When I launched OtherInbox at TechCrunch50 in 2008, being “stealth” was a requirement for participation. We had to be launching something new that no one had heard about and secrecy was so important that we were told that we would be kicked out if anything leaked.
Maybe this should be reconsidered for 2010?
However, I do partly agree with the article. Some people are wayy to tight lipped about what they are working on, there's rarely a reason why someone can't speak in generalities about their project without going into exact details.
(Note: I'm not putting TC and the NYT in the same bucket, but this is a bad point to call them out on.)
And it's not just TechCrunch. Henry Blodget doesn't agree with everything Frommer writes at TBI, Dean and Matt at VentureBeat don't even write about the same stuff, and so on.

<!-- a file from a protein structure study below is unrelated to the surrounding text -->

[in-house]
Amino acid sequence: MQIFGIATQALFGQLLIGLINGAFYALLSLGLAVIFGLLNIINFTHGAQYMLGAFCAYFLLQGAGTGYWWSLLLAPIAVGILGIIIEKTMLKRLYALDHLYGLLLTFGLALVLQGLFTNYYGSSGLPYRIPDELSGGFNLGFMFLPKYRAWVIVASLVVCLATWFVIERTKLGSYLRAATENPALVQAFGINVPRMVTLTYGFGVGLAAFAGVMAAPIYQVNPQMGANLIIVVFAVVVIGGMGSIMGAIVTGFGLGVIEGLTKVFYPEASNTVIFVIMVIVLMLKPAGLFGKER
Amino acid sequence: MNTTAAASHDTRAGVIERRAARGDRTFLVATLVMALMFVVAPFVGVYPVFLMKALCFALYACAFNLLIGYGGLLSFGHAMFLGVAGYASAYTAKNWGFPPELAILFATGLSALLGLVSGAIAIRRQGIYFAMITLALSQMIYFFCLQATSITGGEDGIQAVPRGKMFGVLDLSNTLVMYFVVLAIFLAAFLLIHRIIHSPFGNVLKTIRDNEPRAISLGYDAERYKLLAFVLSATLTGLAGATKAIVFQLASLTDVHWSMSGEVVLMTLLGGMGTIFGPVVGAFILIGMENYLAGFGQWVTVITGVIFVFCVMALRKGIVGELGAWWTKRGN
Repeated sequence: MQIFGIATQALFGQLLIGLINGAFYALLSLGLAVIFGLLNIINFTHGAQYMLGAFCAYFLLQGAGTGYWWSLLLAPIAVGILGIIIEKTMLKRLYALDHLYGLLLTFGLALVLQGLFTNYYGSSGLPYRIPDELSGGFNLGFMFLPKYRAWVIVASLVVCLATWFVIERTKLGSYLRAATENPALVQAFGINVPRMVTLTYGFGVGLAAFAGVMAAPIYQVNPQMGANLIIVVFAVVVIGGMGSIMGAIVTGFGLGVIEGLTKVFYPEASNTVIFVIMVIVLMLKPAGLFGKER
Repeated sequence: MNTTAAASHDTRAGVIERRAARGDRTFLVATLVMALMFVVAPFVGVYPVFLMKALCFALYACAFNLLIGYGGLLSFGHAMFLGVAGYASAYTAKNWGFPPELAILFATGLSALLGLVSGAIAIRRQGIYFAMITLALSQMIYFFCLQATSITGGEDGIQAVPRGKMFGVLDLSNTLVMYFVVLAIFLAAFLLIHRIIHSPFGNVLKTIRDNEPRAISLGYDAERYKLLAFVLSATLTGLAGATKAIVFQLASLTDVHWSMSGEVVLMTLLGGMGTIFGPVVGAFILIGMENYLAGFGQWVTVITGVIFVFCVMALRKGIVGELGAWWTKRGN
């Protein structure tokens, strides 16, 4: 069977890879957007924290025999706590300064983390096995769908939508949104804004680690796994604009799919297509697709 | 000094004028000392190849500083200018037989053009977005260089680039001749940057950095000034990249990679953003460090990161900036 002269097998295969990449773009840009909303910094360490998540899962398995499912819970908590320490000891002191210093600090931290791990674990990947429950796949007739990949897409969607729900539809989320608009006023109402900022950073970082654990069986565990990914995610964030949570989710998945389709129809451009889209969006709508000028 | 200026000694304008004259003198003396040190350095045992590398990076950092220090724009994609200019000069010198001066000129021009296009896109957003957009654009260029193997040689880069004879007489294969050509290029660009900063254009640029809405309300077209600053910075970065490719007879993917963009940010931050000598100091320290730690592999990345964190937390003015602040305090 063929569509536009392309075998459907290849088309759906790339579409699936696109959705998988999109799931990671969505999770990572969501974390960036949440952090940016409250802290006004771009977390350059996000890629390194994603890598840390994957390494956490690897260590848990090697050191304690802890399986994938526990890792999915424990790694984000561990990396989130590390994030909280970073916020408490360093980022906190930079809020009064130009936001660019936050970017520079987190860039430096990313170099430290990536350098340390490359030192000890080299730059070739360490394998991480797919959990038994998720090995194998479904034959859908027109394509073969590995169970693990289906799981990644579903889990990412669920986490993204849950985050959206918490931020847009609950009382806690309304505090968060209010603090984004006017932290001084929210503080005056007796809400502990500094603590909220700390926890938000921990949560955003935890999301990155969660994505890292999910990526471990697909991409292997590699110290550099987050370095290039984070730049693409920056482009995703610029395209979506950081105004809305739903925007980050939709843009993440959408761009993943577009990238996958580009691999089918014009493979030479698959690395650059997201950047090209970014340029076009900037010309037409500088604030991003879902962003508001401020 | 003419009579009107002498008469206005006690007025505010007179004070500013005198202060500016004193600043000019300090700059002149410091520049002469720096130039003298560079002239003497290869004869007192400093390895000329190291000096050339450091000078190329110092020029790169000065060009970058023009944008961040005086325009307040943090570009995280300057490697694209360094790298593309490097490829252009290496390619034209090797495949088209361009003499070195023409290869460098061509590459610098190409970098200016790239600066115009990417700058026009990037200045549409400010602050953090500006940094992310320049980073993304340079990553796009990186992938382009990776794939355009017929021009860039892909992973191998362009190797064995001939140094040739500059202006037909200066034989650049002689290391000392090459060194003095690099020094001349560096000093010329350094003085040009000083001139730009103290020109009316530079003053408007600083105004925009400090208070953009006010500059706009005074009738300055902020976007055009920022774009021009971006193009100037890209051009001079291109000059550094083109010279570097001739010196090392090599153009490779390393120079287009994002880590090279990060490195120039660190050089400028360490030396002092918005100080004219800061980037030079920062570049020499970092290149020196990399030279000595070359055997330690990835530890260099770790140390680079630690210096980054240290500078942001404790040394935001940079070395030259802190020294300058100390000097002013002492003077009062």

Make no mistake, even the biggest preachers of being open withheld information. I'd like to see a more nuanced discussion about what to share and what not to.
1. The idea itself in the way you'd present it to the layman
2. The engineering problems you face in implementing the idea
3. The solution to said problems
You can come off as being "open" by disclosing only the first part. If another person overhears (1) in your discussion, in order to implement the idea they first need to figure out (2) what makes it hard before even (3) devoting resources to solving the problem. And how you approach (2) and (3) in addition to just (1) is what determines success (read: execution). Note that I am making an assumption that whatever you're working on requires actual engineering.
So for the example of Google,
1) A search engine that lets you find stuff
2) Relevance is really freakin' hard